The COVID-19 pandemic has brought about a significant crisis for businesses across the globe. The Office for National Statistics (ONS) reports that almost 400,000 UK companies closed in 2020, with a further 250,000 predicted to follow suit this year. Despite this, the pandemic has given rise to a surge in new businesses. In the UK alone, more than 400,000 start-ups were formed in 2020, with a similar increase in other countries such as the US, France, Germany and Japan. The question arises: what does it take to launch a successful enterprise? The life and experiences of four UK-based start-up founders have been explored in this regard.
Paul Wickers, who founded Huggg, a gifting platform for businesses, in 2017, cites resourcefulness and support from friends and family as crucial factors to his success. He spotted a gap in the market during his research for a finance project and followed his instincts. Wickers believes it is important to keep learning new things, hire wisely, and have support from loved ones.
Tony Xu, the founder of Perfocal, the UK’s leading on-demand photography service with over 1,500 professional photographers, believes that the execution of an idea is more important than the idea itself. Xu advises sharing one’s ideas with friends and family, hiring a strong team, and developing resilience as key to entrepreneurial success.
Greg Aubert, founder and director of Healthy Yeti, a plant-based health products brand, emphasizes the importance of self-management as an essential skill for an entrepreneur. He also stresses patience and persistence in playing the long-game to increase the chances of success.
Tom Dewhurst, founder of Ordoo and Growth Division, shares his experience of rushing into developing an app without sufficient customer research. He believes that it is vital for entrepreneurs to immerse themselves in their customer’s problems and understand the details. Dewhurst advises entrepreneurs to be prepared for the challenge, as starting a business takes longer and costs more than anticipated but is ultimately rewarding.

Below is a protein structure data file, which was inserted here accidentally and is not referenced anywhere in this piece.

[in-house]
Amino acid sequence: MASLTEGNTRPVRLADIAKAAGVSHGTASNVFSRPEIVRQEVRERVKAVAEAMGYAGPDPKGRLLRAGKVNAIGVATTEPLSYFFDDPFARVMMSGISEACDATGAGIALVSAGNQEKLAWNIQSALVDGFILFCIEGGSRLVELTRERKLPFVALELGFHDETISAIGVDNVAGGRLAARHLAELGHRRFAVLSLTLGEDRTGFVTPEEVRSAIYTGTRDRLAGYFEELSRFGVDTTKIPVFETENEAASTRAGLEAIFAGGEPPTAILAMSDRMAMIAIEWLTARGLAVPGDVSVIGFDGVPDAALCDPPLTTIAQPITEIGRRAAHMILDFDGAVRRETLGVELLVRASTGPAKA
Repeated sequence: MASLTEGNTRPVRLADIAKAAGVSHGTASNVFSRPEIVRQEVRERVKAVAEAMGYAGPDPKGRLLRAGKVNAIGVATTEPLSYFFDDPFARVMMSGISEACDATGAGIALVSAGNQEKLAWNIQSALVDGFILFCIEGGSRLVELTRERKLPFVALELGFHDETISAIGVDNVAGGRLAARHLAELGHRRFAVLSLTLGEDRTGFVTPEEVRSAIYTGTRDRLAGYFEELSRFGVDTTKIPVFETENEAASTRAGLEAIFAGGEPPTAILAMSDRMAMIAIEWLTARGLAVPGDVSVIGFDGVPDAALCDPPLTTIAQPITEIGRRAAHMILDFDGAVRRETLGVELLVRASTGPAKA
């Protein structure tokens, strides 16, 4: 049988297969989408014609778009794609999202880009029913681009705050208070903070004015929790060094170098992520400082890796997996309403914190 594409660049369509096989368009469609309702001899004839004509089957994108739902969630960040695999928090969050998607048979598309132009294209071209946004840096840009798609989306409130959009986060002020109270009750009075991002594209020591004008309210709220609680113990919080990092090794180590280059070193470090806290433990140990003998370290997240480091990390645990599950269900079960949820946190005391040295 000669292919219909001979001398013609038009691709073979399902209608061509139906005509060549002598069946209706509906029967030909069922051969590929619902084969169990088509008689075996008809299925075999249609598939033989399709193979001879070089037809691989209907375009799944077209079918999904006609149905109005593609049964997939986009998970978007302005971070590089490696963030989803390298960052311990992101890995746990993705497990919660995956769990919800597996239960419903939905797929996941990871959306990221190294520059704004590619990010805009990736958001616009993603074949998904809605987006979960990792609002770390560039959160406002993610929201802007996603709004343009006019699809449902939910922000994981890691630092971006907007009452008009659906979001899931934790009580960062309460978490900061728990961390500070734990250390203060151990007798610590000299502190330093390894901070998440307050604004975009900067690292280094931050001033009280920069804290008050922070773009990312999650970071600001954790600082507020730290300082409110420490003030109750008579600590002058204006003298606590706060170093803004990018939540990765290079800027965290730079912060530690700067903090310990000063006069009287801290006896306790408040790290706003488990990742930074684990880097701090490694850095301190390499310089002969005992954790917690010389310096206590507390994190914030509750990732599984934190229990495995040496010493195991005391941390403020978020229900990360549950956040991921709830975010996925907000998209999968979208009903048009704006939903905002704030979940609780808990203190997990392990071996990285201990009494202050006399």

Entrepreneurship and Innovation Specialism:
The University of London’s Global MBA provides an Entrepreneurship and Innovation pathway, specifically designed to support those looking to launch their own businesses. The program covers topics such as ‘Entrepreneurial finance and private equity’, ‘Innovation and change’, and ‘Venture capital and entrepreneurship’. Dr. Dimitrios Koufopoulos, Program Director for the Global MBA and Visiting Professor with the School of Law at Queen Mary’s University of London, believes that the boom in start-ups is largely due to globalization, which has made it possible to reach a worldwide clientele. He stresses the importance of the core skills developed through the Entrepreneurship and Innovation specialism, such as managing and financing a new business, continuous innovation, and a commitment to purpose.
The experiences of successful entrepreneurs highlight that being resourceful, having support from family and friends, hiring wisely, self-management, resilience, patience, and persistence are some of the key skills that contribute to entrepreneurial success. However, it is also important to understand and immerse oneself in customers’ problems to develop effective solutions. The Entrepreneurship and Innovation specialism offered by the University of London’s Global MBA provides a platform for aspiring entrepreneurs to gain the skills necessary to launch their own ventures. Ultimately, the core skill that all entrepreneurs should possess is a commitment to purpose, which will help them navigate the challenges and remain focused on their goals.